I have led a privileged life, I have never been homeless, indeed I’ve never been under threat of homelessness. Living in West Cumbria I’ve had little contact with anyone who’s homeless either as they tend to borrow a sofa for a night from a friend in this area rather than sleep in shop doorways and so are a hidden problem.
A colleague of mine, Eamon Rodgers, spent last night sleeping rough in Manchester City Centre to raise funds for the Booth Centre, looking at the weather here I’m hoping it wasn’t quite as wet in Manchester. I mentioned his sleep out to a colleague who took part in the Cumbria Community Foundation’s Big Sleep this year who commented jokingly that sleeping rough in Manchester was comparable to sleeping indoors when compared to a mountain top. Having seen a photo from last year showing the frost on the ground I know what they meant!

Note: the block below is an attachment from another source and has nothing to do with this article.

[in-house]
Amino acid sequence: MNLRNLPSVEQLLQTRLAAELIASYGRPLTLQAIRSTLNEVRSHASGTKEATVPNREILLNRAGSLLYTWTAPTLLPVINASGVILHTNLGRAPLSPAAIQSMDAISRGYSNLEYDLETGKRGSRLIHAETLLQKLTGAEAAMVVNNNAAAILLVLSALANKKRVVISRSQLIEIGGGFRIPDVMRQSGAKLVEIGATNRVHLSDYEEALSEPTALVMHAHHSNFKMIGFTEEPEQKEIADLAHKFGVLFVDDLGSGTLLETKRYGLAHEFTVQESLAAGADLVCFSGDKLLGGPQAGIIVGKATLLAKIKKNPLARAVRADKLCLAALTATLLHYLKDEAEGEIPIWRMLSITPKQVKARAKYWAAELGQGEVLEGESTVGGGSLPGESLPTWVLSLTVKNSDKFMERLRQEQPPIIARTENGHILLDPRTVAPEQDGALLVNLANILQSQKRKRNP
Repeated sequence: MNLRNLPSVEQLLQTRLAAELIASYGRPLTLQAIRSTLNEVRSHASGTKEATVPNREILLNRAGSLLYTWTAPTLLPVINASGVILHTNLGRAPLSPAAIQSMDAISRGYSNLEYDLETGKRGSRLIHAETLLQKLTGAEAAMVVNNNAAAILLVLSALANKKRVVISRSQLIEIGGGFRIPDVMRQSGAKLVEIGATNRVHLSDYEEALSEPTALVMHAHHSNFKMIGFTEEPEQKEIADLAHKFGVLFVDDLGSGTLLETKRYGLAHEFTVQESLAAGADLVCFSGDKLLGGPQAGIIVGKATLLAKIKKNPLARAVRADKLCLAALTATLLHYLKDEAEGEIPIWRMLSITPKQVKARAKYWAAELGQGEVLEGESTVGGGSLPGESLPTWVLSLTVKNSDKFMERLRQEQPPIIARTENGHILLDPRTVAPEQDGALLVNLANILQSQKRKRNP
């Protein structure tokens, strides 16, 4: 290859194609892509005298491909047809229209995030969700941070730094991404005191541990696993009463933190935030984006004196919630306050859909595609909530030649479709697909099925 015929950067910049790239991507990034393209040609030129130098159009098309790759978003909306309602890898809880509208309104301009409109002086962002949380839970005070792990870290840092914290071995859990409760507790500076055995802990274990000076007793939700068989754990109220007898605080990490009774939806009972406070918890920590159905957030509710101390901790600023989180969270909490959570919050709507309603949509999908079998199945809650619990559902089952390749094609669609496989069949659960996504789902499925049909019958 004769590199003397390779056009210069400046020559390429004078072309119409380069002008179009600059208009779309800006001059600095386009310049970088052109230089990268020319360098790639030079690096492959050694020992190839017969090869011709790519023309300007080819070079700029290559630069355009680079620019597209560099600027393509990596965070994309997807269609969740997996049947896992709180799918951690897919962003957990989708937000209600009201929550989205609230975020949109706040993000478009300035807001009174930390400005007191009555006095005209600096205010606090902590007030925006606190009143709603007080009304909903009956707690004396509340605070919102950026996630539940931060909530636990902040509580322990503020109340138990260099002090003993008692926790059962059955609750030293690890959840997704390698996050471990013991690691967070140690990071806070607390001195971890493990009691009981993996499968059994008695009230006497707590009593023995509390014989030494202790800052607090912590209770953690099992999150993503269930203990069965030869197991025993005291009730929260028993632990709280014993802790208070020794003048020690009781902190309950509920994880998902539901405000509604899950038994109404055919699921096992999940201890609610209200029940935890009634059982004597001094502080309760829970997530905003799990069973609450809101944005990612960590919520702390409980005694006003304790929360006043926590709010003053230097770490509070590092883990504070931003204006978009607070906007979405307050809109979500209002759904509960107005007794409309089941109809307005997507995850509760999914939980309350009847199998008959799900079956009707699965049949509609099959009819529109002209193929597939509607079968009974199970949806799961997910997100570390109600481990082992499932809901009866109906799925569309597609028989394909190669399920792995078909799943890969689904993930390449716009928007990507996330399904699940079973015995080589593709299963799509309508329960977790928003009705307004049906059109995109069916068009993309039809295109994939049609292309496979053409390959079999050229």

It struck me then that cold isn’t just about temperature, that sitting in the middle of a busy, prosperous city in the lead up to Xmas, being ignored by passers by who are worried that you’re a professional beggar & going home to a mansion tonight or who just feel plain awkward (something I admit to myself) so don’t smile or talk to you would feel colder than sleeping on a mountain top where there’s no-one to ignore you.
When I organised TEDxWhitehaven last year with my son, Luke, one of our speakers was Steve Houghton-Burnett and his talk got me thinking differently. As we now approach Black Friday , an American tradition I sincerely wish we hadn’t imported, his cure, Rainbow Saturday, is also approaching. To find out more watch the video:
If you live near Manchester why not have a sort out of your wardrobe & not only give someone warm clothing for winter but also choice, something many homeless people feel they lost a long time ago.
As I said earlier I tend to feel awkward when I visit the cities & see homeless people but from now on I’m going to give myself a shake, remember how privileged my life is & offer to buy them a hot drink & sandwich with a smile.